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Building lightning rods and internal damage caused by lightning strikes


Direct lightning strike to a building

Because direct lightning strikes relatively few buildings, there is a tendency to underestimate the risk of direct lightning strikes. However, because the threat of lightning strikes to high-rise buildings is very high, it should be assumed that lightning strikes occur in these buildings. Under these assumptions, we need to consider how much damage the LAN inside the building will have.


When there is a direct lightning strike, the lightning current flows through the building's lightning protection system. Figure 3 shows how Side-Flash occurs. Lightning strikes a lightning rod and flows downward through a lightning wire in the wall of a building. When a rapidly changing current flows through a conductor, a voltage is induced in the cable due to the cable's inductance. According to the figure, 1.5 MV is induced in a 30 m conductor. At this time, a slightly weaker case such as ground potential can be a voltage induced by capacitive or inductive coupling (Figure 4). The voltage induced by capacitive coupling attenuates rapidly as the cable passes through a grounded metal duct.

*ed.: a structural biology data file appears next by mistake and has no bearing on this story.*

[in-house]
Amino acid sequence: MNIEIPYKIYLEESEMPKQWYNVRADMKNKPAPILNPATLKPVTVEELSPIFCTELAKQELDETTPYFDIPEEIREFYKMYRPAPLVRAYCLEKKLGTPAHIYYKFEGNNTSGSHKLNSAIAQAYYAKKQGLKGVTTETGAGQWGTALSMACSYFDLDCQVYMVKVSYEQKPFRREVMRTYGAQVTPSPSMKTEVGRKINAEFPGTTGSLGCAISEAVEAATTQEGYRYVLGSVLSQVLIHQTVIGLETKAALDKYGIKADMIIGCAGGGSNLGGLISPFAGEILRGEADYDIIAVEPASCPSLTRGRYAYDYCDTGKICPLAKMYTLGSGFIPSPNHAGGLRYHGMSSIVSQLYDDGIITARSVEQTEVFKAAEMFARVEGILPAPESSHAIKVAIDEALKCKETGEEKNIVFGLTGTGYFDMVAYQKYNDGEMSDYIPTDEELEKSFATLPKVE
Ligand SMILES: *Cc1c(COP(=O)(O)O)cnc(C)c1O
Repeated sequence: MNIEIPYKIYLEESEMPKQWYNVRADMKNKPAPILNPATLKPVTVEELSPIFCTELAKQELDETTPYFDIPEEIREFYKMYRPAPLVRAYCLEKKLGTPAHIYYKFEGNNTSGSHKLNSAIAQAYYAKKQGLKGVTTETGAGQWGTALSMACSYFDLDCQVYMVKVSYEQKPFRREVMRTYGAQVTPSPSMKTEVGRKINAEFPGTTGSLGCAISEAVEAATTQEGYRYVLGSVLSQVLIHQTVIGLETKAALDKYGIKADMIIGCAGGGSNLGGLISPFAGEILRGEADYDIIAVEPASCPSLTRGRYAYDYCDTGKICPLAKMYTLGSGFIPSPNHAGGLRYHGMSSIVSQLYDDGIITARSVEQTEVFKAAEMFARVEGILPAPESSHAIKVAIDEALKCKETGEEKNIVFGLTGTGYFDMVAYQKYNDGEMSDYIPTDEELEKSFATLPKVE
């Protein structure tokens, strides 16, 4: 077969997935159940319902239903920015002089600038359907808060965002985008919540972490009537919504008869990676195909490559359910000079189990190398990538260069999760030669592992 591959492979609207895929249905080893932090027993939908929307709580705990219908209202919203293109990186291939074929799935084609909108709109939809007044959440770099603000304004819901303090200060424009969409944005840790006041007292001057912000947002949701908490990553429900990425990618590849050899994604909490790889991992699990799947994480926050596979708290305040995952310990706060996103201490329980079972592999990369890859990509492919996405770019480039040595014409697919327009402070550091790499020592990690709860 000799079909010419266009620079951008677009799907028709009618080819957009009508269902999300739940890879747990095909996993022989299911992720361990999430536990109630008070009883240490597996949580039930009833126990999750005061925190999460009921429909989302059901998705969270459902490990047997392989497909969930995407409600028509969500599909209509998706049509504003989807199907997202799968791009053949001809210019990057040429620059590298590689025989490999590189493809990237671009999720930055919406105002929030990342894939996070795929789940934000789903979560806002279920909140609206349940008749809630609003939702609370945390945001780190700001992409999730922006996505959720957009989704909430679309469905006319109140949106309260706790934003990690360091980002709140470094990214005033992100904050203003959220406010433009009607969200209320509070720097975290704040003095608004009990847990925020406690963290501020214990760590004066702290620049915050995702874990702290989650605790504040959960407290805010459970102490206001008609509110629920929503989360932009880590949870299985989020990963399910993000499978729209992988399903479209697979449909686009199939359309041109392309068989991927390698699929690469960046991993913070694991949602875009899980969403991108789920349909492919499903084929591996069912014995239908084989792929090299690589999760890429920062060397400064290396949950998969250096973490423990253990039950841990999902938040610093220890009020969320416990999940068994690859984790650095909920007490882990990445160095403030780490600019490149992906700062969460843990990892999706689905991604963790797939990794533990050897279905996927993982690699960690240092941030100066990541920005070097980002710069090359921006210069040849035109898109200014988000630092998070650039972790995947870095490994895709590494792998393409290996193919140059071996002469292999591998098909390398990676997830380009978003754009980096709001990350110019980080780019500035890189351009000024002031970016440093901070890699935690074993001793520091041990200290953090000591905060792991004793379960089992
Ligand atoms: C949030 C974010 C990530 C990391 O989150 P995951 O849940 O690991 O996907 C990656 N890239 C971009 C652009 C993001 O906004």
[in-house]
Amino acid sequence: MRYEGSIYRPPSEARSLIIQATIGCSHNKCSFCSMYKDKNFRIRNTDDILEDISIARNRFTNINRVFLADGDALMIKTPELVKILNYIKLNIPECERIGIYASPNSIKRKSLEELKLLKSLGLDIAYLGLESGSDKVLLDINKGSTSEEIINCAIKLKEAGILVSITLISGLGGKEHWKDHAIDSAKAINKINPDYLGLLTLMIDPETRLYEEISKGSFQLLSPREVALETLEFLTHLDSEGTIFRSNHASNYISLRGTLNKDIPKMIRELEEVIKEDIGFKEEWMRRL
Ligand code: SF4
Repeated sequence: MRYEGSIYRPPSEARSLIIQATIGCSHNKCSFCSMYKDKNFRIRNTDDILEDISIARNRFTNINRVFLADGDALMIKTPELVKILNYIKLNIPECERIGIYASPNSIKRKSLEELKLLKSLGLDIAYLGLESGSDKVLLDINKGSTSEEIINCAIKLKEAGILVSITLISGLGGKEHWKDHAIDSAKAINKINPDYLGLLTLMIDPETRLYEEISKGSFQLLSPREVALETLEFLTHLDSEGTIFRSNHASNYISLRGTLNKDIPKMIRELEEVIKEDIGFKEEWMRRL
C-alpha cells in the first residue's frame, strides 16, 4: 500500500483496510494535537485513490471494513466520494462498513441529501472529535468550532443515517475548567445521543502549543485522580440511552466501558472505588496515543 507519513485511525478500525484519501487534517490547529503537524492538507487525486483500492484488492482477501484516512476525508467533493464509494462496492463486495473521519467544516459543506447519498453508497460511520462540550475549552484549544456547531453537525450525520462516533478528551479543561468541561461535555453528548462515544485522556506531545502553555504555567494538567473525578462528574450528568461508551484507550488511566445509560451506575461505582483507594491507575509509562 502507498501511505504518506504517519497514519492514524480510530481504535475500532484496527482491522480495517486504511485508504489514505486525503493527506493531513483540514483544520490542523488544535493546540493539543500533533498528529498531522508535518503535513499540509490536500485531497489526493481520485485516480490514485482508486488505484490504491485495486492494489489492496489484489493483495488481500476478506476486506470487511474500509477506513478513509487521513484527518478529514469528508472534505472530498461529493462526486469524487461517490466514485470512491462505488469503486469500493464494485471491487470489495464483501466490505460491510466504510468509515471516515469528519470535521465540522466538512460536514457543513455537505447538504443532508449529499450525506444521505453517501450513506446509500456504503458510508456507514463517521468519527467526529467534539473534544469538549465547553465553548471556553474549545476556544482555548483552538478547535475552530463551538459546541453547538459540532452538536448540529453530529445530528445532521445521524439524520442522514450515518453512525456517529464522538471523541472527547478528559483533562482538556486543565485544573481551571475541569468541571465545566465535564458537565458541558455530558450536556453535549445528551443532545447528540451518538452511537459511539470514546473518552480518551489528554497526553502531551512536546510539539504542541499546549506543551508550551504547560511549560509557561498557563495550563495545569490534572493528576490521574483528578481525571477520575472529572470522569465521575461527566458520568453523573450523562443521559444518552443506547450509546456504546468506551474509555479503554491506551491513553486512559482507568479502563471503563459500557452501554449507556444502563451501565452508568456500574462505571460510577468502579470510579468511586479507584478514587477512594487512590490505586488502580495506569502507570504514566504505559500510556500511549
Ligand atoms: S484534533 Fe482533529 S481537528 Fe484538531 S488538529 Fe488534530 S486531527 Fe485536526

Side-flash occurs when a potential conductor passes through a wall other than a metal clad, causing significant damage to the cable.



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